Oven Controlled Crystal Oscillators, or OCXOs, are crystal-based components capable of maintaining the quartz at a constant temperature, by heating the crystal inside the package in a closed-loop fashion. This approach is absolutely needed in applications that require a very high degree of frequency stability. Besides the crystal, the central part of the OCXO is the heating component, which typically requires a significant amount of power to operate. Both crystal and heater are enclosed in a package, which varies greatly with the manufacturer and specifications. The characteristics and performance of the OCXO are highly influenced by how the crystal is cut, with different trade-offs arising depending on the technique. The OCXOs used in Per Vices SDRs apply the stress compensated (SC) cut, which provides superior overall stability in terms of frequency, due to the thermal and mechanical robustness, and low phase noise.

Figure 2: A commercial OCXO, model Vectron OX-4022 (Microchip)

Like any other crystal-based device, the functionality of the OCXO relies on the piezoelectric effect of quartz. The OCXO is typically composed of a quartz crystal with electrodes coated on its surface. When a voltage is applied to the electrodes, the internal dipoles of the quartz are affected by the external voltage, which results in a deformation of the crystal in the direction of (or perpendicular to) the applied potential (Figure 3). Inside an electronic circuit, this piezoelectric crystal can act as a mechanical resonator, favoring a particular set of frequencies to be amplified, while rejecting the rest of the spectrum, allowing a single harmonic to be generated in the circuit. This harmonic depends on several characteristics of the crystal, including cut, material, and temperature.

Figure 3: Piezo Electric Effect within Crystals

In the context of SDRs, there are several important parameters that are crucial for the right selection of the OCXO. Here we discuss some of the most important ones:
– Operating Temperature Range: defines the range of temperatures that the OCXO can operate while yielding the performance levels described in the datasheet.

  • Frequency Stability: given in parts per million (ppm), it describes how stable is the output frequency of the crystal, that is, how much the first harmonic can change during normal operation.
  • Frequency Tolerance: it is the maximum error related to the central frequency that is allowed by the model. The more precise the application, the lower the tolerance.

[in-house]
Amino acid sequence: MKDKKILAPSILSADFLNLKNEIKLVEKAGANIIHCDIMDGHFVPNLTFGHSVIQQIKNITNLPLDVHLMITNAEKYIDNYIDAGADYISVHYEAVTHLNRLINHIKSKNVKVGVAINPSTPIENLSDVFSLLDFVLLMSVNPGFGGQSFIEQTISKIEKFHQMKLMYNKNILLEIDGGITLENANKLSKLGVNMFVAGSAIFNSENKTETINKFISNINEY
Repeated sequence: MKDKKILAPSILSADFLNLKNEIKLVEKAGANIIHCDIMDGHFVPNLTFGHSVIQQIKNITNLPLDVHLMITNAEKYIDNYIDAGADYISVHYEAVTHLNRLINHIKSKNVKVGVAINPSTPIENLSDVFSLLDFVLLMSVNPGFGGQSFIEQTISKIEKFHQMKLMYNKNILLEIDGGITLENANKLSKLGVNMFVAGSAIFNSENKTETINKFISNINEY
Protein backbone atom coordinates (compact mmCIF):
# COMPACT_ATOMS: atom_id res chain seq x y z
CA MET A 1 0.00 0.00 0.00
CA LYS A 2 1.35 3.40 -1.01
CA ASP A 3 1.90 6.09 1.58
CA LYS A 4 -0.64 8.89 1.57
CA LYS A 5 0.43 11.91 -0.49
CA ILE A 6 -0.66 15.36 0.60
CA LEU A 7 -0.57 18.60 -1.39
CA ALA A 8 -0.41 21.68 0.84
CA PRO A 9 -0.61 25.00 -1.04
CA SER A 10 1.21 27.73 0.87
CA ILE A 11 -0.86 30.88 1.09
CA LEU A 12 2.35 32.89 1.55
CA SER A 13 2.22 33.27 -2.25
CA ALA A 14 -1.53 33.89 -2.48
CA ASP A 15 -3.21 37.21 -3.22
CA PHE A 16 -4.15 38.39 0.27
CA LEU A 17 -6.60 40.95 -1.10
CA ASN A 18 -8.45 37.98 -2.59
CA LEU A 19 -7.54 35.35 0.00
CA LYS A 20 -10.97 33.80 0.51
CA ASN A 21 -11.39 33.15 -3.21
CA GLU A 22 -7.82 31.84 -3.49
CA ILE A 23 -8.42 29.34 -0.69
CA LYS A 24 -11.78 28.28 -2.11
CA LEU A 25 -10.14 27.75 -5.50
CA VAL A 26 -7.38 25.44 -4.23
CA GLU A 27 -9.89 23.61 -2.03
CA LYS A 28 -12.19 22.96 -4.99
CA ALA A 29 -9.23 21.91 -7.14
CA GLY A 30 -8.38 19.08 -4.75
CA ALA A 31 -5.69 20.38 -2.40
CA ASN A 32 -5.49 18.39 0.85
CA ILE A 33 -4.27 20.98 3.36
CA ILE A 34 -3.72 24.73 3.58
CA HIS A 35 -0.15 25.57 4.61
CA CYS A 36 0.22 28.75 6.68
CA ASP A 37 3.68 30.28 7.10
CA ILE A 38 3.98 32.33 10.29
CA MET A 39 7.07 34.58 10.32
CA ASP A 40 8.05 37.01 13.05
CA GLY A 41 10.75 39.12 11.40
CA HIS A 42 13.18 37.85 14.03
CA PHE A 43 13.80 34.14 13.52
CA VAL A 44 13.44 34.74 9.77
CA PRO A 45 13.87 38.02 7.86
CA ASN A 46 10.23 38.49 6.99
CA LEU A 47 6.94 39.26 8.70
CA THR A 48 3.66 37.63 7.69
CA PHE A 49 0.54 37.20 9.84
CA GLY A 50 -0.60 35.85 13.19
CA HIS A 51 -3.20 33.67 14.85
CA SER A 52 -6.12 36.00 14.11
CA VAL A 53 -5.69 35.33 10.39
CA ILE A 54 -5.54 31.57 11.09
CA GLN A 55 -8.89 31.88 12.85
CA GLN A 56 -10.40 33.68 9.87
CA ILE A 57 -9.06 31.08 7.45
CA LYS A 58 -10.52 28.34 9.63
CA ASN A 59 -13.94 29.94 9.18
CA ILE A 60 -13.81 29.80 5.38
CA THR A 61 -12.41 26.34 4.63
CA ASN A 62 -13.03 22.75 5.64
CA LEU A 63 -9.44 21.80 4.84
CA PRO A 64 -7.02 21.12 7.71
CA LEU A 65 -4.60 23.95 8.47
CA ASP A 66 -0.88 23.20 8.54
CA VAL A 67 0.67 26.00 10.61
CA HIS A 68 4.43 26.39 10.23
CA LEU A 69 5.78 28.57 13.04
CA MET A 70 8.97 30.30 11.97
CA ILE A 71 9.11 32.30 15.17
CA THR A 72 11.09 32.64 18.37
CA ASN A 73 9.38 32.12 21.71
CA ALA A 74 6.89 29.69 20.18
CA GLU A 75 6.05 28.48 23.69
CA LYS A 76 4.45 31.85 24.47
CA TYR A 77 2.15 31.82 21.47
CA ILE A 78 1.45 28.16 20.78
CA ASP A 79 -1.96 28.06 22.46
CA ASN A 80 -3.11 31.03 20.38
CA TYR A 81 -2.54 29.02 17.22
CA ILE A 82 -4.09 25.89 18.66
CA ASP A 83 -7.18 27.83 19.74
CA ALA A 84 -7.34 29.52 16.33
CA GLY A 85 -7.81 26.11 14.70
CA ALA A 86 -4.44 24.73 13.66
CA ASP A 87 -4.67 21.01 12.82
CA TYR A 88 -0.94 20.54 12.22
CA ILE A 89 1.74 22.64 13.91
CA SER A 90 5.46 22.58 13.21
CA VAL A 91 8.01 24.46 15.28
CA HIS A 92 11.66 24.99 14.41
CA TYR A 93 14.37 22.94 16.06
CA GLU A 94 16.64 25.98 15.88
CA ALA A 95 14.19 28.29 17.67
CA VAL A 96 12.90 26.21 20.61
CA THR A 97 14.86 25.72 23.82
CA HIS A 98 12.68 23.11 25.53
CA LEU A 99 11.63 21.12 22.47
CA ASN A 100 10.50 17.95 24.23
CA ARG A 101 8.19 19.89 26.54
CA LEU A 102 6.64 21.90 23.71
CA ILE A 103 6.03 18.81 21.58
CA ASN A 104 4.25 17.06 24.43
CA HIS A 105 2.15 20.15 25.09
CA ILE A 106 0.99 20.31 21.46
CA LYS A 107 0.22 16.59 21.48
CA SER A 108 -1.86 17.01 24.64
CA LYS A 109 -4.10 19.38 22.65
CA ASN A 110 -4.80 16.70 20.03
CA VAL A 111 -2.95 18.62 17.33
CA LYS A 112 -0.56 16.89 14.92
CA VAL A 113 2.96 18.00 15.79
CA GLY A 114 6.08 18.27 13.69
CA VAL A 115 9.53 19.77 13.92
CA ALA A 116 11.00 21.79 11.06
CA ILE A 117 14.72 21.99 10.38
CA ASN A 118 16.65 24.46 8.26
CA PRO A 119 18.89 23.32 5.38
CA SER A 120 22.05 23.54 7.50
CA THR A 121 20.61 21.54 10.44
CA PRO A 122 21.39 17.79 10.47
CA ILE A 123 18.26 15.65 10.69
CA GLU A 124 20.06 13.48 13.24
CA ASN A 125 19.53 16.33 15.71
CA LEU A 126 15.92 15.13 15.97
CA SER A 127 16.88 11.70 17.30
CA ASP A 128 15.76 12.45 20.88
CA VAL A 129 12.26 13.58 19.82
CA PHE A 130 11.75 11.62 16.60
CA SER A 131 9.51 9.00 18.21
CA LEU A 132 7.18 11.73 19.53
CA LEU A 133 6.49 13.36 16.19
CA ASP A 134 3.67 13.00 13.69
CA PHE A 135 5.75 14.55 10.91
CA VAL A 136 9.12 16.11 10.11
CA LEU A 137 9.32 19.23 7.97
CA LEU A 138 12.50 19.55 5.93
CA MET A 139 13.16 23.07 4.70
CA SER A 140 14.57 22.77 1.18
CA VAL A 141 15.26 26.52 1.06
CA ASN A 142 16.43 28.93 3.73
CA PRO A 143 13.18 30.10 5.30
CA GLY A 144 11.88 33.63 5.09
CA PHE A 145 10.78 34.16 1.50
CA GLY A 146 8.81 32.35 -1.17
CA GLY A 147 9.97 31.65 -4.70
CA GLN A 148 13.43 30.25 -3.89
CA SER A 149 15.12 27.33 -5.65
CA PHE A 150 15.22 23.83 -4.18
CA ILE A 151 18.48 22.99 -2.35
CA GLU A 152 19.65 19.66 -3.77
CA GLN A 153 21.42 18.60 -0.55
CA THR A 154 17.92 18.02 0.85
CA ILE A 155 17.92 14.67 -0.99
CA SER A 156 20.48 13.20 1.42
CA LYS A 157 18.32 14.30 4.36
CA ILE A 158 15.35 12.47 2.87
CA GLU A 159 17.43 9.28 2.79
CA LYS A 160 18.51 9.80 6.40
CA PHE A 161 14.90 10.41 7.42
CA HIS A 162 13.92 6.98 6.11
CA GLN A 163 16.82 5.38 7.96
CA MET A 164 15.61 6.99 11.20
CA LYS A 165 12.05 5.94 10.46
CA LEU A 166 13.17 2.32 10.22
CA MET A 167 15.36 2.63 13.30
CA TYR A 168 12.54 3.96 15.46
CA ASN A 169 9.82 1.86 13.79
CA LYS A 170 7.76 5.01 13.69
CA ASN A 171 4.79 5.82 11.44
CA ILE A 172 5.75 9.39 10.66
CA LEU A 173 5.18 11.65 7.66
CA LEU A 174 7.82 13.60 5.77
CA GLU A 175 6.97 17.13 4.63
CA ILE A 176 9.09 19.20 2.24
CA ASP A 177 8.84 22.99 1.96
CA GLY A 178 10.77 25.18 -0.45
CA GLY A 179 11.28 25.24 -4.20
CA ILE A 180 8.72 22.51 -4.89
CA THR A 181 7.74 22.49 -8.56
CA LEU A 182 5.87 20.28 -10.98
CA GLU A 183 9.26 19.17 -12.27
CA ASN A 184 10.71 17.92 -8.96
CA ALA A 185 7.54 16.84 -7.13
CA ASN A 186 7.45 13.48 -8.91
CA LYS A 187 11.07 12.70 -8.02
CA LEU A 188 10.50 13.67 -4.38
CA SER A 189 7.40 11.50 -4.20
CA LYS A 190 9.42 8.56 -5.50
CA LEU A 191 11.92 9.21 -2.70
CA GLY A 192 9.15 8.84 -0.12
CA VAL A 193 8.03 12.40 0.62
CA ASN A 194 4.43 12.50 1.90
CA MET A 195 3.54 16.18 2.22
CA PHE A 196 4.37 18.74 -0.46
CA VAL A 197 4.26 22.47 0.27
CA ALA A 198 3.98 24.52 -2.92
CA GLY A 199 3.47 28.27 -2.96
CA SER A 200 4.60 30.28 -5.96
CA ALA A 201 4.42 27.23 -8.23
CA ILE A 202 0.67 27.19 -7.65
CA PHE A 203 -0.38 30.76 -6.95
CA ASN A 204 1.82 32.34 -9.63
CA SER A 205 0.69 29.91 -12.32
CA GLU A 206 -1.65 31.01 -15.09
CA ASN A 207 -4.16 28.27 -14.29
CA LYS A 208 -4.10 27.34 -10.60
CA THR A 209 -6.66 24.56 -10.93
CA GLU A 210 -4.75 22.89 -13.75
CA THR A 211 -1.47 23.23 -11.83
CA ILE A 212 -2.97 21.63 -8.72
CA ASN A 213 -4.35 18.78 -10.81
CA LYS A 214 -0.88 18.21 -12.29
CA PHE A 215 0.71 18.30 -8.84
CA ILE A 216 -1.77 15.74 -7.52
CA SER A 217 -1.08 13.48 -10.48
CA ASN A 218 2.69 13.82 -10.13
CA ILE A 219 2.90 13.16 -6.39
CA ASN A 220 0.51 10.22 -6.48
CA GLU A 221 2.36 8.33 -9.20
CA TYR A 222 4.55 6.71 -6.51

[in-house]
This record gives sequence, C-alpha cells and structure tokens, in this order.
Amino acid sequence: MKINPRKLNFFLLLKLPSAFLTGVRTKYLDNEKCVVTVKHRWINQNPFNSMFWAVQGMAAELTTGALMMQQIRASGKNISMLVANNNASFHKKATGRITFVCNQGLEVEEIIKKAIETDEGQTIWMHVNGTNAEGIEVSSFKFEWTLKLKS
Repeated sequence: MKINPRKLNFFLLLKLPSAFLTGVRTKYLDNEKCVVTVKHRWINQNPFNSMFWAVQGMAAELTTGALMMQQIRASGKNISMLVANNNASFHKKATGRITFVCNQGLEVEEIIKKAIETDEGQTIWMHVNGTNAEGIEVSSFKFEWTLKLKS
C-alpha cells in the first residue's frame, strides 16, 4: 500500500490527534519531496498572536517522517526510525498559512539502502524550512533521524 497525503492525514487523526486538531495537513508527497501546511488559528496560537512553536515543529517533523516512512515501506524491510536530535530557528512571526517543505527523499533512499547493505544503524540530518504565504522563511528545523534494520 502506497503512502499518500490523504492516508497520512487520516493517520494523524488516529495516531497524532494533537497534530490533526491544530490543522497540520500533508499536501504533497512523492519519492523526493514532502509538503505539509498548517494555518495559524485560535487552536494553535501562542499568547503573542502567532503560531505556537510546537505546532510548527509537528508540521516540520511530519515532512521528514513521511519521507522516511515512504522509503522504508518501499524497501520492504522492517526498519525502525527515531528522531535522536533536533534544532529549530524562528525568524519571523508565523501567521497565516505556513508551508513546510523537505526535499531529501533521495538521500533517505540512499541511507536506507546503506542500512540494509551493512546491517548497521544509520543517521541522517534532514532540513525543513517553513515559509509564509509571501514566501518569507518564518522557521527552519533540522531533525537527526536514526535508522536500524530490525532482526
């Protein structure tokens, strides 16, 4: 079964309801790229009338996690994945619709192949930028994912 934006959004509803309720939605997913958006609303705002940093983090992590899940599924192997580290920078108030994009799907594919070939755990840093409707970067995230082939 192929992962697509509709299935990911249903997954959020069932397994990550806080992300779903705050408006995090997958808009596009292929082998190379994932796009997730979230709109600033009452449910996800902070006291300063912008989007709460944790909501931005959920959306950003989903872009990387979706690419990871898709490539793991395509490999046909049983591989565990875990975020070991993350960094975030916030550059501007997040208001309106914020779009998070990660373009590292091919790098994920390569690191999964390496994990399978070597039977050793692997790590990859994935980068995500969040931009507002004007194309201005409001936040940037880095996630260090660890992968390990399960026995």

• Aging: relates to the lifetime of the OCXO. The accuracy of the crystal drifts in time, due to the mechanical properties that define the resonance frequency.
  • Phase Noise: phase noise is a random variation in the phase of the oscillating signal, and can generate serious jitter problems in the clock system. Ultra-low noise devices are required in highly deterministic operation.

In SDR applications, it is crucial that the device is able to recover the received signal without problems. In this context, high-end SDRs require low phase noise and high-stability OCXOs to operate properly, which offers a central frequency of 10 MHz (with a range between 5 and 20 MHz typically), temperature stability of 5 parts per billion (ppb), noise floor of -175 dBc/Hz, and ± 50 ppb of tolerance. The aging drift is also important, as many SDRs are used in remote locations that prevent constant hardware replacement. Such high stability clocks also provide a ± 100 ppb of tolerance drift in the first year, and only ± 30 ppb over the following years of use, showing remarkable stability for long-term use.
One of the main applications of OCXOs is for SDR synchronization. Although very stable, OCXOs often need to be synchronized by a signal with higher accuracy, especially in satellite applications (GPS for instance), where a single pulse per second is used to discipline the OCXO in a master/slave configuration. Master/slave systems have two types of operation modes: the synchronized state and the “hold over” state, which occurs between synchronizations. By disciplining the OCXO, the REFOUT signal of the SDR can be used to externally synchronize other equipment, including vector network analyzers, test and measurements instruments, and base station synchronization.

The reference clock generated by the OCXO has a significant impact on the Rx channel, and errors in this stage can be significantly amplified by the LO. In SDRs, the LO is typically implemented by a PLL, which can increment the clock frequency by several orders of magnitude using a feedback loop (see Figure 4). The higher frequency obtained by the PLL is then used in mixers for upconverting and down-converting, and the most important parameters in these modules are the phase noise, the spurious levels, and the lock time.

Moreover, PLLs are also responsible for generating the high-frequency clocks necessary to drive ADCs and DACs. In these cases, low jitter is mandatory for high-performance signal conversion. To drive multiple ADCs and DACs in a synchronous way, high-end SDRs implement the JESD204B interface, which requires the device clock and the SYSREF signal to be phase-locked with each other. This highlights the importance of a precision clock in MIMO operations, as synchronization cannot be guaranteed if the clock source lacks determinism and stability.

Figure 4: Generalized PLL Model

Precision clock generation is a fundamental part of high-performance SDRs that cannot be take for granted. The timing board is one of the five main printed circuit boards (PCBs) in many SDR systems, responsible for controlling the operating frequency, the speed of DSP functions, and the synchronicity of the channels. At the core of the timing board is the OCXO, which uses a feedback thermal loop to maintain the crystal at a constant speed. This feature allows the OCXO to provide a stable and reliable frequency to the whole SDR. There are several parameters that must be considered when selecting the right crystal for the SDR, including temperature range, frequency stability, aging, tolerance, and phase noise. OCXOs are applied in many parts of the SDR, generating the base clock for PLLs, mixers, JESD204 interfaces, and external triggers. Therefore, any high-end SDR relies on a high-performance clock system.

Per Vices has extensive experience in designing, developing, building, and integrating high-performance SDRs in many RF applications, including satellite communications, EW/SIGINT, medical, radar, low latency links, spectrum monitoring, test & measurement, and mobile communications. Contact today to see how we can help you with your SDR needs.